WASHINGTON The current carbon market actually
encourages cutting down some of the world's biggest forests,
which would unleash tonnes of climate-warming carbon into the
atmosphere, a new study reported on Monday.
Under the Kyoto Protocol aimed at stemming climate change,
there is no profitable reason for the 10 countries and one
French territory with 20 percent of Earth's intact tropical
forest to maintain this resource, according to a study in the
journal Public Library of Science Biology.
The Kyoto treaty and other talks on global warming focus on
so-called carbon credits for countries and companies that plant
new trees where forests have been destroyed. Trees and other
plants absorb carbon dioxide, a greenhouse gas emitted by
petroleum-fueled vehicles, coal-fired power plants and humans.
At this point, there is no credit for countries that keep
the forests they have, the study said.
"The countries that haven't really been the target of
deforestation have nothing to sell because they haven't
deforested anything," said Gustavo Fonseca, one of the study's
"So that creates a perverse incentive for them to actually
start deforesting, so that in the future, they might be allowed
to actually cap-and-trade, as they call it: you put a cap on
your deforestation and you trade that piece that hasn't been
deforested," Fonseca said in a telephone interview.
The countries most at risk for this kind of deforestation,
because they all have more than half their original forests
intact, are Panama, Colombia, Democratic Republic of Congo,
Peru, Belize, Gabon, Guyana, Suriname, Bhutan and Zambia, along
with the French territory of French Guiana.
These places need a system of credits to involve them in
the "global deforestation avoidance market," said Fonseca, of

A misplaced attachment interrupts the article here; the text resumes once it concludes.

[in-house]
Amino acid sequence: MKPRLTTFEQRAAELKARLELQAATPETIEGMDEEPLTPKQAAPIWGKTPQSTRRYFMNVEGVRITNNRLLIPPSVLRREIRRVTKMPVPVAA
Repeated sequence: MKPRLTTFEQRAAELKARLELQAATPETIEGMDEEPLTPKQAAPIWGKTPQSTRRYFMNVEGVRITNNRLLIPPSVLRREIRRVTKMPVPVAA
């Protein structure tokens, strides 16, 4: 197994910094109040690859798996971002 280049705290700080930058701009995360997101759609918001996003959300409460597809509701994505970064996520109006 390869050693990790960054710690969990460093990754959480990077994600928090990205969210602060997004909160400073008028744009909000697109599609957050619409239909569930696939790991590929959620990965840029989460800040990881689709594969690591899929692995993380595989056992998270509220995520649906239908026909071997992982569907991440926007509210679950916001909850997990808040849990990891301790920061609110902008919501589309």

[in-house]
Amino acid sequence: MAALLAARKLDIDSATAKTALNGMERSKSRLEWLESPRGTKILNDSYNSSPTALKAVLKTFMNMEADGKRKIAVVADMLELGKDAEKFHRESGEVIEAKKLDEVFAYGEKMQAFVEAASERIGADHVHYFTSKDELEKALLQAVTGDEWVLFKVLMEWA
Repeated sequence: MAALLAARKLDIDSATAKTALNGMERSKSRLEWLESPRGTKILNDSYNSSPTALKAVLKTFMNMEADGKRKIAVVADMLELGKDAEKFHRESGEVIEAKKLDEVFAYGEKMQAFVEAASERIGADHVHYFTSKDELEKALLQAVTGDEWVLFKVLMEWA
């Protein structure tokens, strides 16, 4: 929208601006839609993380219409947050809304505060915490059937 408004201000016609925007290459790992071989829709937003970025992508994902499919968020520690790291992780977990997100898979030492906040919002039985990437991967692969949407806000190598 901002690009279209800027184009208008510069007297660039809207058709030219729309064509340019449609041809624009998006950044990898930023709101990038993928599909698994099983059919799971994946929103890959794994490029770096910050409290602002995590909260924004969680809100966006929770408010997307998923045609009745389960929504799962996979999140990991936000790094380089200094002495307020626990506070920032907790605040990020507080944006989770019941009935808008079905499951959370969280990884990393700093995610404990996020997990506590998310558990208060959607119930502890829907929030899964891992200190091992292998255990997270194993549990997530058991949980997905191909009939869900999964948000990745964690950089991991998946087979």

the World Bank's Global Environment Facility.
Under this kind of system, these countries could agree to
keep deforestation rates below the global average and get
credit for how much below the average they are, Fonseca said.
These market mechanisms are still being worked out and are
likely to be debated at a series of international meetings on
climate change this year at the United Nations, in Washington
and in Bali, Indonesia.
Besides curbing greenhouse gas emissions, this system could
offer other benefits that intact forests provide, according to
Russell Mittermeier, a study co-author and president of the
environmental group Conservation International.
Intact forests protect watersheds, encourage pollination
and preserve biodiversity, Mittermeier said by telephone.
Mittermeier said perhaps 20 to 25 percent of world carbon
emissions come from the destruction of tropical forest, but
this issue is not at the center of the global warming
"People are talking a lot about vehicle emissions,
industrial emissions, biofuels and recycling," Mittermeier
said. "Forests were barely in there and yet forests are ...
perhaps the major contributor" to global climate change.